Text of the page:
Sandy Koufax’s Game 7 in 1965: One for the ages
Fifty years after Sandy Koufax pitched the Los Angeles Dodgers to a World Championship with shutouts in Games 5 and 7, we invited three of our favorite writers to reflect on Koufax’s singular performance…
Jane Leavy: The 1965 World Series between the Minnesota Twins and the Los Angeles Dodgers is remembered chiefly for what didn’t happen: Sandy Koufax did not pitch Game 1 because it fell on Yom Kippur, the holiest day on the Jewish calendar. That act of filial devotion elevated Koufax to the pantheon of patriarchs – Abraham, Isaac, Jacob and Sandee! – bestowed upon him an unwanted reputation for religiosity, and might have obscured accomplishments that ought to be inscribed in the baseball book of life.
The Series opened in Minneapolis on October 6. Back on August 22, bad blood between the Dodgers and the San Francisco Giants had turned to spilled blood at Candlestick Park in San Francisco, where the two pennant contenders and perennial arch-rivals sent their best pitchers to the mound: Juan Marichal and Sandy Koufax.
A season of enmity erupted in knockdowns and brush backs. After Marichal decked Ron Fairly and Maury Wills, Koufax asked his catcher John Roseboro: “Who do you want me to get?” Roseboro replied, “I’ll take care of it.” The benches had been warned; a knockdown pitch would have meant a suspension, which Dodgers could ill afford in the midst of a pennant race.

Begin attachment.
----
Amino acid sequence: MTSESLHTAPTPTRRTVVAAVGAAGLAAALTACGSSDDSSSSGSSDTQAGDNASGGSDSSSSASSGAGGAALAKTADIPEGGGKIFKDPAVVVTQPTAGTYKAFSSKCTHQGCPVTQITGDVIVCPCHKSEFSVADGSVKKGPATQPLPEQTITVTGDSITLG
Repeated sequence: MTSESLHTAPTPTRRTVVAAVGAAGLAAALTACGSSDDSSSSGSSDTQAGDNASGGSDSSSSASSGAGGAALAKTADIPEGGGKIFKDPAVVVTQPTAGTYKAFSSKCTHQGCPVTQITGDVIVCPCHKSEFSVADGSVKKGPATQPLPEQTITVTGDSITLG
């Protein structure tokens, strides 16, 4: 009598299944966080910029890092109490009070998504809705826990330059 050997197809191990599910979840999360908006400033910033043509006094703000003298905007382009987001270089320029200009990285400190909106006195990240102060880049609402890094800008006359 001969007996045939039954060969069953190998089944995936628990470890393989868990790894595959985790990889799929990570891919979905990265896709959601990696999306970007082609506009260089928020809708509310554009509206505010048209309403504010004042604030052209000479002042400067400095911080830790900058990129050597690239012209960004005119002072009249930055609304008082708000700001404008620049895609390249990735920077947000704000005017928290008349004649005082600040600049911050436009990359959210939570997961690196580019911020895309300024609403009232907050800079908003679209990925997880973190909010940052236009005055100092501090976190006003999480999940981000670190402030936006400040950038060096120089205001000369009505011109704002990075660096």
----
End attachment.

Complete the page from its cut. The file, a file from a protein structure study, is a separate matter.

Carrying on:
With Marichal at the plate, Roseboro whizzed a return throw just east of his ear. Before Koufax could raise a hand to stop him, Marichal lifted his bat and cracked it over Roseboro’s skull, leaving a two-inch gash and an enduring dent in baseball’s beatific self-image.
Shaken, Koufax walked the next two batters and gave up a three-run home run to Willie Mays. He was stuck with a big loss and an unwarranted reputation.
The legend, as handed down, reinforced the already established notion that The Big Jew wouldn’t knock anyone on his ass, wouldn’t protect his guys, a perception that neatly and erroneously fit the stereotype of Jewish men: nebbishes or wise men, shylocks or scholars, tough only in negotiations.
This didn’t allow for Sandy Koufax, who possessed toughness he didn’t flaunt and pain tolerance he never acknowledged. In September 1965, he threw the most perfect game in baseball history, won the pennant clinching game on two days rest—and never missed a start all season.
By the beginning of the World Series, Koufax knew that the next season would be his last. Traumatic arthritis in his left elbow required a regimen of cortisone shots, codeine that dulled his reflexes, Butazolidan, an anti-inflammatory drug prescribed for broken down thoroughbreds, and gobs and gobs of Capsolin, a pitcher’s salve derived from hot chili peppers grown in China.
By Game 7, his third start in eight days, Koufax was literally pitching on fumes. Jim Kaat, the Twins’ starting pitcher, fled their ritual pregame handshake when his eyes began to burn from exposure.